Experts weigh in on the use of ivermectin in the treatment of Covid-19


By Se-Anne Rall 13h ago

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DURBAN – South African epidemiologist and infectious disease specialist Professor Salim Abdool Karim has warned against administering ivermectin in the treatment of patients with Covid.

In an interview with TBEN on Tuesday, Karim said the current evidence for ivermectin was severely insufficient for ivermectin to be prescribed for Covid-19.

“The ivermectin available in South Africa is only intended for animal use. It would be professional misconduct on the part of any doctor to prescribe it and any pharmacist to dispense it, ”he declared.

Karim, who heads the Ministerial Health Advisory Committee (MAC) on Covid-19, said that until stronger evidence is available, the routine use of ivermectin for the prevention or treatment of Covid -19 was not justified.

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In a MAC statement, Karim said new evidence should be actively sought out and carefully considered.

“Reports of clinical trials on ivermectin for the prevention or treatment of Covid-19 should be closely monitored, as they become available. As always, reports in peer-reviewed publications will be preferred.

“An effective message must be developed to communicate to both the general public and healthcare professionals that the use of unregulated products believed to contain ivermectin is risky and unethical at this point. Unregulated distribution channels run the risk of introducing substandard and falsified products, which can be harmful to human health, ”he said.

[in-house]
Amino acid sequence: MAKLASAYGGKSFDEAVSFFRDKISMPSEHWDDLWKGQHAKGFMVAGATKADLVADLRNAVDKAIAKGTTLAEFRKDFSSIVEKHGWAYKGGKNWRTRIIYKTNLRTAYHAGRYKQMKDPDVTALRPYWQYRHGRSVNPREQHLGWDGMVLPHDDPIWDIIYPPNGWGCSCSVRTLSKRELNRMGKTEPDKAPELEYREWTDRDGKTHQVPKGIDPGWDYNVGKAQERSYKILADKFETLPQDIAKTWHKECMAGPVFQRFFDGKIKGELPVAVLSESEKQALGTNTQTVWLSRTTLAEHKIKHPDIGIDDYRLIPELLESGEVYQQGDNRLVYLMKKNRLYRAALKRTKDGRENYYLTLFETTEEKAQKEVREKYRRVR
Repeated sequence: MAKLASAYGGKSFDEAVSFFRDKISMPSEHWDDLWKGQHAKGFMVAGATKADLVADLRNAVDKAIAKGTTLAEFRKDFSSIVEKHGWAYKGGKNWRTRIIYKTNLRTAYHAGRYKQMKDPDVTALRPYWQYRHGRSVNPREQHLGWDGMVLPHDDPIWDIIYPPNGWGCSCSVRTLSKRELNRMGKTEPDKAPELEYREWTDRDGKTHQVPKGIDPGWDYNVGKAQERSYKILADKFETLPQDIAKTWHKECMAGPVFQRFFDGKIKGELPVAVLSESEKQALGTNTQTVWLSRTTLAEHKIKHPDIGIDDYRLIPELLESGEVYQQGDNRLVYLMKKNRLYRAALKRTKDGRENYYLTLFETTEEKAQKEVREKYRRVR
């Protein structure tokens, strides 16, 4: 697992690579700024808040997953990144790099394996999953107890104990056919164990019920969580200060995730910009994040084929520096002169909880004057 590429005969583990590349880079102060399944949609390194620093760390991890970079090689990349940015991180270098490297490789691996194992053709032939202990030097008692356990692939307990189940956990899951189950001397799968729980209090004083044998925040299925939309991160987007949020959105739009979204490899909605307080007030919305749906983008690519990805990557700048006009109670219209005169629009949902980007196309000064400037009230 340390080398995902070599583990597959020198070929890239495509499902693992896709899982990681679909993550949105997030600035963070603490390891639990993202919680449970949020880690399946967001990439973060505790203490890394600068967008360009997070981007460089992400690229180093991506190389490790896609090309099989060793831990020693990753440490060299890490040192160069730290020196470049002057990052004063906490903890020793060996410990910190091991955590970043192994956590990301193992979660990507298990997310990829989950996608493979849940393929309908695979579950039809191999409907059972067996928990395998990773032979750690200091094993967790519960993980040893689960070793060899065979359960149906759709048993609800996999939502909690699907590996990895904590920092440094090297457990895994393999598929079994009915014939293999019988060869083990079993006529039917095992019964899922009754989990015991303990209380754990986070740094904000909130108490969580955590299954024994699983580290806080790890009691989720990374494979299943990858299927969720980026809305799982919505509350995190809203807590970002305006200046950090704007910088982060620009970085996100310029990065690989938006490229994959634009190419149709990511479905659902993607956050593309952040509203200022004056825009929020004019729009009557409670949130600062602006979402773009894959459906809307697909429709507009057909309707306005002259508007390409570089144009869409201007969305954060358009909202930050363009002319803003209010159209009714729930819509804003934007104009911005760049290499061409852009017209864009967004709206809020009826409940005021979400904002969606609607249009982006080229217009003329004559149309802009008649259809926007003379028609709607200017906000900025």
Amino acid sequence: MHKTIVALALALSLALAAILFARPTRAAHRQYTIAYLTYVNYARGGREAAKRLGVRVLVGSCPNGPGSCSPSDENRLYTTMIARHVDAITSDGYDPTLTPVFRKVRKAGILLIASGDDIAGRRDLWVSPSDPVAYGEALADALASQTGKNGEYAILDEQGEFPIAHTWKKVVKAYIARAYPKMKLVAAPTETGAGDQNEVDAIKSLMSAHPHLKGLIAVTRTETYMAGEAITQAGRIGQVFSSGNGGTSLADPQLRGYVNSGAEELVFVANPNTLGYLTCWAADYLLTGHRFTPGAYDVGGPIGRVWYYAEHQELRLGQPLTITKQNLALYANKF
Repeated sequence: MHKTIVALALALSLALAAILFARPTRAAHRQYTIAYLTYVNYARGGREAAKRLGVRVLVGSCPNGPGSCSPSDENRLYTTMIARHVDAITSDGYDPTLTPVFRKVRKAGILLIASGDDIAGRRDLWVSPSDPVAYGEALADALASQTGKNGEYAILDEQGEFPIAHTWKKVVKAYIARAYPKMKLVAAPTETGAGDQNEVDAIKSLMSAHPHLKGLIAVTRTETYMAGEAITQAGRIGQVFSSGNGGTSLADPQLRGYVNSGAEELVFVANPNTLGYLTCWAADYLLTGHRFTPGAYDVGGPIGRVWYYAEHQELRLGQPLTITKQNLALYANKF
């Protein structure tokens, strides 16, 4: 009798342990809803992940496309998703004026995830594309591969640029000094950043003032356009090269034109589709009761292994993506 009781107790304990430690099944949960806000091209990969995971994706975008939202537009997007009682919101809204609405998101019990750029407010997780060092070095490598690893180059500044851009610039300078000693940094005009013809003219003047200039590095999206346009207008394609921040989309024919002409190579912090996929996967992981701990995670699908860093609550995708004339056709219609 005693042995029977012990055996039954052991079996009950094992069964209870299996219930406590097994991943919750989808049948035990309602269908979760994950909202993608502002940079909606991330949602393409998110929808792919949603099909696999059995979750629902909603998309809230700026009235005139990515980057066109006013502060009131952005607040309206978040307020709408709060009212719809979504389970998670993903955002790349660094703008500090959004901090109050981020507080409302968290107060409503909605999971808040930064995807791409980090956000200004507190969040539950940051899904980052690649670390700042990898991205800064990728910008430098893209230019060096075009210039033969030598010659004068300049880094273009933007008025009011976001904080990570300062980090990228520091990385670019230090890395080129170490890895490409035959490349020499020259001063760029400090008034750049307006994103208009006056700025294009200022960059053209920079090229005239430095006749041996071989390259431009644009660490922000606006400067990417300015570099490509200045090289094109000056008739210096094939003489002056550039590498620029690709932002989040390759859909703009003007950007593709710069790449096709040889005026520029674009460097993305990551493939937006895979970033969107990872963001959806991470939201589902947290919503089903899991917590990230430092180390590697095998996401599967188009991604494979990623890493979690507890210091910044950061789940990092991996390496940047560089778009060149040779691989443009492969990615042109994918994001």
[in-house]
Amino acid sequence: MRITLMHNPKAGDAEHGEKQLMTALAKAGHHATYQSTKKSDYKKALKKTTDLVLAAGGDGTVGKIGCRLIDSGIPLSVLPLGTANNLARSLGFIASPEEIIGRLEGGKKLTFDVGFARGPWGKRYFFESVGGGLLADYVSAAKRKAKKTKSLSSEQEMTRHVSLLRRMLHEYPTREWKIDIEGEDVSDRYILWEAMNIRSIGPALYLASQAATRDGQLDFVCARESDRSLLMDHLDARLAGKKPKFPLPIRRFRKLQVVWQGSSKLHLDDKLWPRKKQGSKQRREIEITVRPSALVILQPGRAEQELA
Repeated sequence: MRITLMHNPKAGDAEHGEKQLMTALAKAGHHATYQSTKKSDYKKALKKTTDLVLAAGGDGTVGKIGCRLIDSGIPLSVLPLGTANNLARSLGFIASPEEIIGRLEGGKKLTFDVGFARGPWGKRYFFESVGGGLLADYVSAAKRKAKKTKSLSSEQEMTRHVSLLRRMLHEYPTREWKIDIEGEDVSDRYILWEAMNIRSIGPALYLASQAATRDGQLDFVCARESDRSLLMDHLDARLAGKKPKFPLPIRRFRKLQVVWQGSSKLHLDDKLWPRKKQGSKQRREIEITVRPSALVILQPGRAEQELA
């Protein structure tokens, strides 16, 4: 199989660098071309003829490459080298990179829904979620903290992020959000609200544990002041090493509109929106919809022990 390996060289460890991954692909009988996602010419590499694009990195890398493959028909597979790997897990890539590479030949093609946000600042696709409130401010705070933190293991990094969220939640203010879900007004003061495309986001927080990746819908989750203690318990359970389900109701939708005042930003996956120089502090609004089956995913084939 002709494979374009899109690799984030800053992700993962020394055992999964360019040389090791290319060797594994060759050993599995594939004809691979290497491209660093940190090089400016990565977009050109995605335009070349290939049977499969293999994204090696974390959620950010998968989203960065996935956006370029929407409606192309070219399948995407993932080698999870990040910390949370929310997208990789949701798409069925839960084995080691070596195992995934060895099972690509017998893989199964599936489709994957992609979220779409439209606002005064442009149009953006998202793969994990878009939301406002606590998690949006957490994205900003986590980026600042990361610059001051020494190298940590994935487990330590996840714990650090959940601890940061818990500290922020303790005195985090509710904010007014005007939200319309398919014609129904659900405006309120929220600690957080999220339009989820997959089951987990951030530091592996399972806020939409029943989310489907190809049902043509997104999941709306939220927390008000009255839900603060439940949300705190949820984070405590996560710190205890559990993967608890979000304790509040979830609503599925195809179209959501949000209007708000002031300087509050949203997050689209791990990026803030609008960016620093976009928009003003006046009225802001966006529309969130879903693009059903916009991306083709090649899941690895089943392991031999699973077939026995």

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Last week, the SA Health Products Regulatory Authority (SAHPRA) said ivermectin was not indicated or approved by the authority for use in humans.

The drug, which has been dubbed a Covid-19 “miracle cure” is a drug widely used for the treatment and control of parasites in animals and is used to treat several tropical diseases in humans rarely seen in South Africa, as well. than scabies and head lice.

According to SAHPRA, in SA, ivermectin is registered for use in animals. This means that veterinarians and other trained personnel are authorized to prescribe it as a pest control agent for a variety of animals.

In an interview with the Mail & Guardian, the deputy executive director of the Wits Reproductive Health and HIV Institute at the University of the Witwatersrand and a prominent virology expert Francois Venter said he supported the SAHPRA’s decision not to approve ivermectin.

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“Just because some silly doctor decided to illegally give it to someone and it worked… you know most people get better with Covid. So someone says he gave it to someone and got better, well, he’ll be better anyway.

“Your wonder drug may be doing absolutely nothing. In fact, it could cause harm. Like chloroquine for example, where it just didn’t work and in some cases could have caused damage. It is really unwise in my opinion to rush into this without the adequate efficacy and safety studies in the local population, ”he said.

Read SAHPRA’s full position on ivermectin here.



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